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Pacing Clin Electrophysiol. 2001 Mar;24(3):282-7.

Ancillary tools in pacemaker and defibrillator lead extraction using a novel lead removal system.

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Cardiology Section, Patras University, Patras, Greece.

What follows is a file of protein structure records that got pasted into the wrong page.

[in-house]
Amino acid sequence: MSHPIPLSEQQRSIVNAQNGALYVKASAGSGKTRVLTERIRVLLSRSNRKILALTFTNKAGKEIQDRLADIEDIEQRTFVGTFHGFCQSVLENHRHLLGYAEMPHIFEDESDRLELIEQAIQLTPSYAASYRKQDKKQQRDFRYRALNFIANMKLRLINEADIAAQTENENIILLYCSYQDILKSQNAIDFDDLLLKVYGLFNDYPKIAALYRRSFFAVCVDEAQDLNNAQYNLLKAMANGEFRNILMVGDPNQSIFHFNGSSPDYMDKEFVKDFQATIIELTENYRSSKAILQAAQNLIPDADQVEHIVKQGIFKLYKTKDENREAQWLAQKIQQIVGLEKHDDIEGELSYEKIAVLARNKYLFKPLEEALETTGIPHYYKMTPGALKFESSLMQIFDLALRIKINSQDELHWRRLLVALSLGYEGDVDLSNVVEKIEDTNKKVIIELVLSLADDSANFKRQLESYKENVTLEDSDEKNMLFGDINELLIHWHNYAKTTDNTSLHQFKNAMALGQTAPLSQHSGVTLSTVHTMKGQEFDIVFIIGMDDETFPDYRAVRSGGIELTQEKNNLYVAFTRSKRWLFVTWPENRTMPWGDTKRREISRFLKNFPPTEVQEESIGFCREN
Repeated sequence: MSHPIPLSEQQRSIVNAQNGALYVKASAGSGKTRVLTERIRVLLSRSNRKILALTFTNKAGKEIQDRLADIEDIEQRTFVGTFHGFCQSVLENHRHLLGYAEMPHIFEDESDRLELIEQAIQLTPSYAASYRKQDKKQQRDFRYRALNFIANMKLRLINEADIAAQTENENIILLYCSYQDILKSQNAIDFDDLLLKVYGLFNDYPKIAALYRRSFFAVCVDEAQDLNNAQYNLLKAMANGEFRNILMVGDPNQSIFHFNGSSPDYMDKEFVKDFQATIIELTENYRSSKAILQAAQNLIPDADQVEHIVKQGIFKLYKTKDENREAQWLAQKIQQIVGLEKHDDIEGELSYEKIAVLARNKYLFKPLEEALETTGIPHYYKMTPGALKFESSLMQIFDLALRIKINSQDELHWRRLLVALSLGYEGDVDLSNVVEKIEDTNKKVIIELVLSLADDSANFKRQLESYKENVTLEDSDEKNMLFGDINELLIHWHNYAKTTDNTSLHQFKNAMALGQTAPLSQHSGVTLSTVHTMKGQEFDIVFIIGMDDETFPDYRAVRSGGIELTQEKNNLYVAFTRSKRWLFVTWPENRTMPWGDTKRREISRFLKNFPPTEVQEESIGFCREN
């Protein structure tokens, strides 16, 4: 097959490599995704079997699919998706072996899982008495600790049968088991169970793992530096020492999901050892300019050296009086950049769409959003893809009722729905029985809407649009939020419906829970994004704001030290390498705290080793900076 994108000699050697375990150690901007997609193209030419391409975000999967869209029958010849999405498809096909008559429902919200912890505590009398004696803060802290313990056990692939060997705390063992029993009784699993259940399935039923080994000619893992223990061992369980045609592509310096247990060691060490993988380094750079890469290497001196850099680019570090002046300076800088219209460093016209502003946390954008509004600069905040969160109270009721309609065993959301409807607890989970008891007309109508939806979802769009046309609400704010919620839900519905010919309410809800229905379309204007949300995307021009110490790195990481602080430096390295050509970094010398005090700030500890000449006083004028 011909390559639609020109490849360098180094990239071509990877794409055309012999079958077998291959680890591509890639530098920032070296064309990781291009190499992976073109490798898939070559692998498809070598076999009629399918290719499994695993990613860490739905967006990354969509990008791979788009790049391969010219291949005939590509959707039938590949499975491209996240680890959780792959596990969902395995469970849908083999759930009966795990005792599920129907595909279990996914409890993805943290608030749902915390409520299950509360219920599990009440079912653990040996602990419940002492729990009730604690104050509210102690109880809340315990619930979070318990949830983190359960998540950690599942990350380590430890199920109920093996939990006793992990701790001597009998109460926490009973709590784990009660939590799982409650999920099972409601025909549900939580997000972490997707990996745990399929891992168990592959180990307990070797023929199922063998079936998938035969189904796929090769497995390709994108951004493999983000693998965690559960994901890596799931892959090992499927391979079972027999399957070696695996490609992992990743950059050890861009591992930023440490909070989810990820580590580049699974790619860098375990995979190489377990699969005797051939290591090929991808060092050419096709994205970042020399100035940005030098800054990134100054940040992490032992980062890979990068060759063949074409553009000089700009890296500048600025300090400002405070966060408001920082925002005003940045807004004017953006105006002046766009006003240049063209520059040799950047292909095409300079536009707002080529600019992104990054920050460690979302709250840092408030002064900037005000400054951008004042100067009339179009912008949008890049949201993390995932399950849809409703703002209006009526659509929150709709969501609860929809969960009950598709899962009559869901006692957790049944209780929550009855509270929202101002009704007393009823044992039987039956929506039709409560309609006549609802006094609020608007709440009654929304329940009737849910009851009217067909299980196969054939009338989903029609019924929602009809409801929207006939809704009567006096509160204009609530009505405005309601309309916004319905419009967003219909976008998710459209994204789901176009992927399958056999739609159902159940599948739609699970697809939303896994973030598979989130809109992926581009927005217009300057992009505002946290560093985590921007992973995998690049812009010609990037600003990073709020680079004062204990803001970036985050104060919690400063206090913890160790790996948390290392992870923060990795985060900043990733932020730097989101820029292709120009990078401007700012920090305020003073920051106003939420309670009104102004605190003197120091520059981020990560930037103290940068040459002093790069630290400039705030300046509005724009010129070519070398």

A previous report described our preliminary experience with a highly successful pacing lead removal system (VasoExtor). Extending this experience, we found it necessary to use additional tools to enhance the success of percutaneous lead extraction with this system. In the present series, we used the standard locking stylets (S and K), and recently, one newer type of stylet (Magic) over the last 3 years in 34 patients to extract 48 pacemaker leads in 31 patients and 3 defibrillator (ICD) leads in 3 patients. Lead extraction was carried out in 23 men and 11 women (aged 64 +/- 17 years) because of pacemaker infection (n = 21), pacemaker (n = 8) or ICD (n = 3) lead malfunction, or prior to ICD implant (n = 2). Leads were in place for 3.5 +/- 3.7 years. Infections, involving pocket and lead(s), were due to S. epidermidis (n = 13), S. aureus (n = 6), S. aureus plus E. coli (n = 1), for fungi (n = 1). Of the 48 pacing leads, 31 were ventricular, 15 atrial, and 2 were VDD leads. The ICD leads were two double-coil leads (CPI) and one single-coil lead (Telectronics). Using the S (n = 12), K (n = 8), or Magic (n = 3) stylets, all pacing leads in 23 patients and the ICD leads in 2 patients were successfully removed from a subclavian approach using the locking stylets. However, in nine (26.5%) patients ancillary tools were required. In four patients, lead fragments were captured with use of a noose catheter, a pigtail catheter, and a bioptome from a right femoral approach. In two patients, locking could not be effected and a noose catheter from the right femoral vein was used, aided by a pigtail and an Amplatz catheter and a bioptome to remove three leads. In a patient with an ICD lead, a combined subclavian (stylet S) and right femoral approach (noose catheter) was required. In a patient with a dysfunctional ventricular lead 12 years old, a motor drive unit was used to facilitate the exchange of locking stylets, but extraction failed. In another patient, a fragment of a dysfunctional ventricular lead remained intravascularly despite resorting to a femoral approach. Finally, lead removal was completely (32/34, 94%) or partially (1/34, 3%) successful in 33 (97%) of 34 patients for 50 (98%) of 51 leads without complications. In conclusion, to enhance the success of pacing or ICD lead extraction with use of the VascoExtor locking stylets, an array of ancillary tools were required in more than one fourth of patients.

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